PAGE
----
Over the course of a lifetime together, a married couple must go through an awful lot. Initial romance, wooing each other, living together, marriage, children, growing old together and finally death. Could you summarise a life spent as part of a couple in only one hour? I know I couldn’t, but luckily Southern Magpie Theatre have brought Gary Henderson’s play Skin Tight to the Hope Theatre in Islington to do the job for me.
Tom (Philippe Edwards) and Elizabeth (Louise Hoare) have been together for a long time. Since meeting as children in their small New Zealand town, the two of them have had a life together of ups and downs. Together they have faced life and all it could throw at them. They’ve loved, each other, fought each other, argued, made up and generally been a normal married couple. Tom went to war, while Elizabeth stayed home wondering if he would return and how she would cope if he didn’t. They produced a child and ran their farm as best they could. But now they are getting old and, as they have time to reminisce about their lives together.
This two-hander is based loosely on Denis Glover’s Poem ‘The Magpies’ but really expands the poem in unexpected ways. I really don’t want go into spoiler territory but this production was absolutely nothing like I was expecting. Right from the off, this was obviously going to be a unique show that really called upon all the physical and mental abilities of the actors. Philippe and Louise may have only recently graduated from LAMDA, but you wouldn’t know it given the assured performances that the audience witnessed. Originally, I had a concern that the actors were too young for the parts of Tom and Elizabeth but then, it struck me that what we were seeing was the physical embodiment of how they saw each other. Still full of life and vitality, their bodies may be old but their souls were still youthful. Full praise to both actors for their performance and to Director Max Kirk in putting together such an intense show – both physically and mentally – in a relatively small performance space and managing to do it in such a way that the space seemed to expand to accommodate the action.
I think for me, the one flaw with Skin Tight is that it is too short. At the end, I had so many questions in my mind about Tom and Elizabeth and their lives that I was left feeling slightly frustrated that it had ended. I, like quite a few in the audience, was also busy wiping away a tear and I defy anyone who has any feelings in their body not to be really moved by the last couple of scenes. Even though I guessed the ending quite early on, it still hit me like an emotional cannonball coming out of nowhere. The odd thing is that in reality, Tom and Elizabeth’s story together is fairly normal. Their highs and lows are pretty much the same as those encountered by every couple since the dawn of time. However, the combination of solid writing and superb acting really draws the audience in and holds them spellbound as the story of these two lovers unfurls before them.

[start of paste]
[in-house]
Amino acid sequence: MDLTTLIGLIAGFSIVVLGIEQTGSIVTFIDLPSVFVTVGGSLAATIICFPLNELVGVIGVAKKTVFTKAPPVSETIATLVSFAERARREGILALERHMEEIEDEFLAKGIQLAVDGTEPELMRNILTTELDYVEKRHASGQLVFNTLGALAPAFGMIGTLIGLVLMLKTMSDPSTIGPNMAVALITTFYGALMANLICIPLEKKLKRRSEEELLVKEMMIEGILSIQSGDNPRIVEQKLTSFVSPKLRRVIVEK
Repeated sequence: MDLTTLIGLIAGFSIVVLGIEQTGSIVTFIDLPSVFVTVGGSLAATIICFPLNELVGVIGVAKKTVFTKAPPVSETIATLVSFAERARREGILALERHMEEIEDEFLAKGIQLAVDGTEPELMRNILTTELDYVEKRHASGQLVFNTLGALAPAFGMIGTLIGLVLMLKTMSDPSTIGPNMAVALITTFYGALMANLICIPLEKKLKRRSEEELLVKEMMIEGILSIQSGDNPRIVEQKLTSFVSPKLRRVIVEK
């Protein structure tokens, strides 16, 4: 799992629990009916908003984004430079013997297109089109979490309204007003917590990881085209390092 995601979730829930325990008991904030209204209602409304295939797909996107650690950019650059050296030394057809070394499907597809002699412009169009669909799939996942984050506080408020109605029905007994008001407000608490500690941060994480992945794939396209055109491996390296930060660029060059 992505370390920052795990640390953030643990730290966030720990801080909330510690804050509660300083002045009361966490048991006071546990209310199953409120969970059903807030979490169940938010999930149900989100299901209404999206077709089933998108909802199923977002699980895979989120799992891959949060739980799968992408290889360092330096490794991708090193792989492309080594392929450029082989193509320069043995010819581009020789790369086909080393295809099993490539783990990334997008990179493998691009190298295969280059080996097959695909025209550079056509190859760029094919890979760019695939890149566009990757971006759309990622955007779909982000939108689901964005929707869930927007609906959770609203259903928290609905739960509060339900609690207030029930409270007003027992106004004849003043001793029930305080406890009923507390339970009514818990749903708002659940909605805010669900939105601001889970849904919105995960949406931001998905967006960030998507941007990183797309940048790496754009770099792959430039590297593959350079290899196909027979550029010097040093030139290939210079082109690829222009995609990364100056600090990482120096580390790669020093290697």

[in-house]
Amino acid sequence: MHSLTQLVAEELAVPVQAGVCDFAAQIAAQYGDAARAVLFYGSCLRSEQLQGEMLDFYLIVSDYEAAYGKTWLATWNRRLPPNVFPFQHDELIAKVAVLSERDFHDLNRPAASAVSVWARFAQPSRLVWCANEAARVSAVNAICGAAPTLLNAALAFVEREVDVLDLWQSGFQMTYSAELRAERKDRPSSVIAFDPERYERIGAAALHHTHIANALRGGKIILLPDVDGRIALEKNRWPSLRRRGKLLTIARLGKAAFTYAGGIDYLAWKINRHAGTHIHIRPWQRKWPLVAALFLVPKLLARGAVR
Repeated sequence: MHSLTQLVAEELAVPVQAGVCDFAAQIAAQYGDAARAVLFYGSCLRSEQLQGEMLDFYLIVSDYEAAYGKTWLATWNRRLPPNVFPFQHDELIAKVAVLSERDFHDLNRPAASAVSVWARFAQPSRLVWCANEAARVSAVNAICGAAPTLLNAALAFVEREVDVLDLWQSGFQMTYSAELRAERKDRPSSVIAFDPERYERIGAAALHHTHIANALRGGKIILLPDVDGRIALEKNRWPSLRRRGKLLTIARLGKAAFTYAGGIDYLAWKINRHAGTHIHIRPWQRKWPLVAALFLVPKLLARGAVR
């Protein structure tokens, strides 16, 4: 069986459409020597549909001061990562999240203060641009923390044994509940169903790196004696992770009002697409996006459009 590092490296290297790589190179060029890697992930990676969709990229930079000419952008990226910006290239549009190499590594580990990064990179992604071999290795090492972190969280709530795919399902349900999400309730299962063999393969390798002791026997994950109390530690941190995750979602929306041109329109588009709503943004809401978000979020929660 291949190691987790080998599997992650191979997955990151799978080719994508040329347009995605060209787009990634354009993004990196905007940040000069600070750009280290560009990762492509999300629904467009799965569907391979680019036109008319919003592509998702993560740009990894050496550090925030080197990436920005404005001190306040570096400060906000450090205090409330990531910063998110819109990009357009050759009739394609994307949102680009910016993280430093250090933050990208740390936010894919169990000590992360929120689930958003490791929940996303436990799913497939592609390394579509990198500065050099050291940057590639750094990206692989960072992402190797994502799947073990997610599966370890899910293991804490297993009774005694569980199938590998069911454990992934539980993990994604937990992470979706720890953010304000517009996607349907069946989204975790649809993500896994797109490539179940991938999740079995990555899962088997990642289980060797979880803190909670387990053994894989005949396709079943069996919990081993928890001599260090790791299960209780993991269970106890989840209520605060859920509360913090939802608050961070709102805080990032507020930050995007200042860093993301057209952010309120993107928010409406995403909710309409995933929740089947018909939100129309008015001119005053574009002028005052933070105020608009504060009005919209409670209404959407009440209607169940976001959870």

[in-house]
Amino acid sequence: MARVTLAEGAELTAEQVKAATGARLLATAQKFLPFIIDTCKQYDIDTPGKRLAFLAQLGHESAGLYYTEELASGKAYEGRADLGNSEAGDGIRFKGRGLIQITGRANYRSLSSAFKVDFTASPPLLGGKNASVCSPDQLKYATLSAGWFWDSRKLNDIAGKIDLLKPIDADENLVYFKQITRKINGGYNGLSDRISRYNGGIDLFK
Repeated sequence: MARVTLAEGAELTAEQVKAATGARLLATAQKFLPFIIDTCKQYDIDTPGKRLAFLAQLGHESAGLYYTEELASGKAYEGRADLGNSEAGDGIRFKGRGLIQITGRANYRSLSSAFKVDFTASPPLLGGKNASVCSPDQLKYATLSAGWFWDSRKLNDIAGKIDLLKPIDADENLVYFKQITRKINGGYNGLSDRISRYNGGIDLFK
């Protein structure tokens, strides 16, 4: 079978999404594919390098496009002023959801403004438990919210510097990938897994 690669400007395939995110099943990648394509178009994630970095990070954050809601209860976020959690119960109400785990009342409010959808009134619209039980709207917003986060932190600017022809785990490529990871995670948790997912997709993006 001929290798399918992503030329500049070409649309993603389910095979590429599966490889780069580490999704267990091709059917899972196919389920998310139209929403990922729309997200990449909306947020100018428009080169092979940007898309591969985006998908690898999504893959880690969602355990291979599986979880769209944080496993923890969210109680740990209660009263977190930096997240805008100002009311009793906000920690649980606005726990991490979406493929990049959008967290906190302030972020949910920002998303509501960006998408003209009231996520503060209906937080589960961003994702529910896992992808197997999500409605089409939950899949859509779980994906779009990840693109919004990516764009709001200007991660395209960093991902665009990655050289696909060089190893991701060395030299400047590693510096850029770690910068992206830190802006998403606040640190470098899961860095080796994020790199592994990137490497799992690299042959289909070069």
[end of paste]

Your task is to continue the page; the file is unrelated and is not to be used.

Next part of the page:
All in all then, Skin Tight is a play you go and see with no expectations – because you will be wrong – but with an open mind and a willingness to delve into the highs and lows of these two ordinary people and their wonderful relationship with each other.
Review by Terry Eastham
1950s, the rural plains of Southern New Zealand. She has to go, he can’t let her. A couple’s past unravels in a tender, playful and bruising encounter.
As Tom and Elizabeth face their final struggle and look back over their lives, their darkest secrets, fears and desires are laid bare as fractured moments of violence and memory play out around an old, decaying farm.
One of New Zealand’s most beloved plays, based on Dennis Glover’s iconic kiwi poem ‘The Magpies’, SKIN TIGHT is a fierce portrayal of our need to hold onto love and the past, and to find a place to truly belong.
Cast: Tom Philippe Edwards
Elizabeth Louise Hoare
Creatives: Producer Cindy McLean-Bibby
Director Max Kirk
Designer Rachael Twyford
Lighting Designer Oliver Bush
The Hope Theatre
207 Upper Street
London N1 1RL
17 October – 4 November 2017